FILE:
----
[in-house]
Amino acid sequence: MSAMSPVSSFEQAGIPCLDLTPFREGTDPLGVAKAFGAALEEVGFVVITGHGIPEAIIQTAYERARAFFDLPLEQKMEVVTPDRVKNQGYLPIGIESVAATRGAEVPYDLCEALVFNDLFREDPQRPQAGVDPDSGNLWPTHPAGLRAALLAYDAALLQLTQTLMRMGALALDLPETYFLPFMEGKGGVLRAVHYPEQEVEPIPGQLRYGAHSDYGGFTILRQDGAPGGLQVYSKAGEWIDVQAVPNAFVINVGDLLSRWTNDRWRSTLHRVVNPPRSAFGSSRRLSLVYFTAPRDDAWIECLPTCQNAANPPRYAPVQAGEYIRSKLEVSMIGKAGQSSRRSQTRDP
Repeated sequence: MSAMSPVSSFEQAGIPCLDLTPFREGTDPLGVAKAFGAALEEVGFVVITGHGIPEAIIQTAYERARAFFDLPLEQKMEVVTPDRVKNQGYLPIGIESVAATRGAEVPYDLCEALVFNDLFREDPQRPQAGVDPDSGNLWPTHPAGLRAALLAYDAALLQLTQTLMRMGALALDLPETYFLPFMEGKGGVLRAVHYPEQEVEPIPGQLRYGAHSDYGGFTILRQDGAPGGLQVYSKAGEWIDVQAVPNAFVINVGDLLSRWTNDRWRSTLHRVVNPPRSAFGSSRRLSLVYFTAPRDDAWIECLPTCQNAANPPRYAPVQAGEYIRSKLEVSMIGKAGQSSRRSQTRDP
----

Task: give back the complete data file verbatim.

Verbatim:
[in-house]
Amino acid sequence: MSAMSPVSSFEQAGIPCLDLTPFREGTDPLGVAKAFGAALEEVGFVVITGHGIPEAIIQTAYERARAFFDLPLEQKMEVVTPDRVKNQGYLPIGIESVAATRGAEVPYDLCEALVFNDLFREDPQRPQAGVDPDSGNLWPTHPAGLRAALLAYDAALLQLTQTLMRMGALALDLPETYFLPFMEGKGGVLRAVHYPEQEVEPIPGQLRYGAHSDYGGFTILRQDGAPGGLQVYSKAGEWIDVQAVPNAFVINVGDLLSRWTNDRWRSTLHRVVNPPRSAFGSSRRLSLVYFTAPRDDAWIECLPTCQNAANPPRYAPVQAGEYIRSKLEVSMIGKAGQSSRRSQTRDP
Repeated sequence: MSAMSPVSSFEQAGIPCLDLTPFREGTDPLGVAKAFGAALEEVGFVVITGHGIPEAIIQTAYERARAFFDLPLEQKMEVVTPDRVKNQGYLPIGIESVAATRGAEVPYDLCEALVFNDLFREDPQRPQAGVDPDSGNLWPTHPAGLRAALLAYDAALLQLTQTLMRMGALALDLPETYFLPFMEGKGGVLRAVHYPEQEVEPIPGQLRYGAHSDYGGFTILRQDGAPGGLQVYSKAGEWIDVQAVPNAFVINVGDLLSRWTNDRWRSTLHRVVNPPRSAFGSSRRLSLVYFTAPRDDAWIECLPTCQNAANPPRYAPVQAGEYIRSKLEVSMIGKAGQSSRRSQTRDP